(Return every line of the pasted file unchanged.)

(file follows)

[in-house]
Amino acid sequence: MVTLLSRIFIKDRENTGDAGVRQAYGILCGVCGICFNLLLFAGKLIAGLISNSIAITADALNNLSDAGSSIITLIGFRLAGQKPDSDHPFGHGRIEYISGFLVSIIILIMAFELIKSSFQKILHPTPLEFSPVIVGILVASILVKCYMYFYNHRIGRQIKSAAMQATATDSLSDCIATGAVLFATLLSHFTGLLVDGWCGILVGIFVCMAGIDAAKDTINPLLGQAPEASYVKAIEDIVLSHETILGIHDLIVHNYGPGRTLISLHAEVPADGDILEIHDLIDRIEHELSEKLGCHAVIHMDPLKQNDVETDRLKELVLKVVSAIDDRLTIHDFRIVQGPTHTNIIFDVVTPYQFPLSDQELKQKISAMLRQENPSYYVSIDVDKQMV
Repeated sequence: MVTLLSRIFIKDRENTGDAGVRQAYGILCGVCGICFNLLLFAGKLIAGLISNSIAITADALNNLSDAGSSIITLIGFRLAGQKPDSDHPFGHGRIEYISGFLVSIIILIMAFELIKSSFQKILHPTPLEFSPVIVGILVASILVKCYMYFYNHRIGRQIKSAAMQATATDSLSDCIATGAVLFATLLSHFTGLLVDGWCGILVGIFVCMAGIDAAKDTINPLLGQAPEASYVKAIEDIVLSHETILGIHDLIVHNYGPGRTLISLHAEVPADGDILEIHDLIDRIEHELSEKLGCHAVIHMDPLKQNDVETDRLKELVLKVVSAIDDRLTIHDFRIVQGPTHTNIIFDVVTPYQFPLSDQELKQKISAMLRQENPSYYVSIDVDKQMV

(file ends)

[in-house]
Amino acid sequence: MVTLLSRIFIKDRENTGDAGVRQAYGILCGVCGICFNLLLFAGKLIAGLISNSIAITADALNNLSDAGSSIITLIGFRLAGQKPDSDHPFGHGRIEYISGFLVSIIILIMAFELIKSSFQKILHPTPLEFSPVIVGILVASILVKCYMYFYNHRIGRQIKSAAMQATATDSLSDCIATGAVLFATLLSHFTGLLVDGWCGILVGIFVCMAGIDAAKDTINPLLGQAPEASYVKAIEDIVLSHETILGIHDLIVHNYGPGRTLISLHAEVPADGDILEIHDLIDRIEHELSEKLGCHAVIHMDPLKQNDVETDRLKELVLKVVSAIDDRLTIHDFRIVQGPTHTNIIFDVVTPYQFPLSDQELKQKISAMLRQENPSYYVSIDVDKQMV
Repeated sequence: MVTLLSRIFIKDRENTGDAGVRQAYGILCGVCGICFNLLLFAGKLIAGLISNSIAITADALNNLSDAGSSIITLIGFRLAGQKPDSDHPFGHGRIEYISGFLVSIIILIMAFELIKSSFQKILHPTPLEFSPVIVGILVASILVKCYMYFYNHRIGRQIKSAAMQATATDSLSDCIATGAVLFATLLSHFTGLLVDGWCGILVGIFVCMAGIDAAKDTINPLLGQAPEASYVKAIEDIVLSHETILGIHDLIVHNYGPGRTLISLHAEVPADGDILEIHDLIDRIEHELSEKLGCHAVIHMDPLKQNDVETDRLKELVLKVVSAIDDRLTIHDFRIVQGPTHTNIIFDVVTPYQFPLSDQELKQKISAMLRQENPSYYVSIDVDKQMV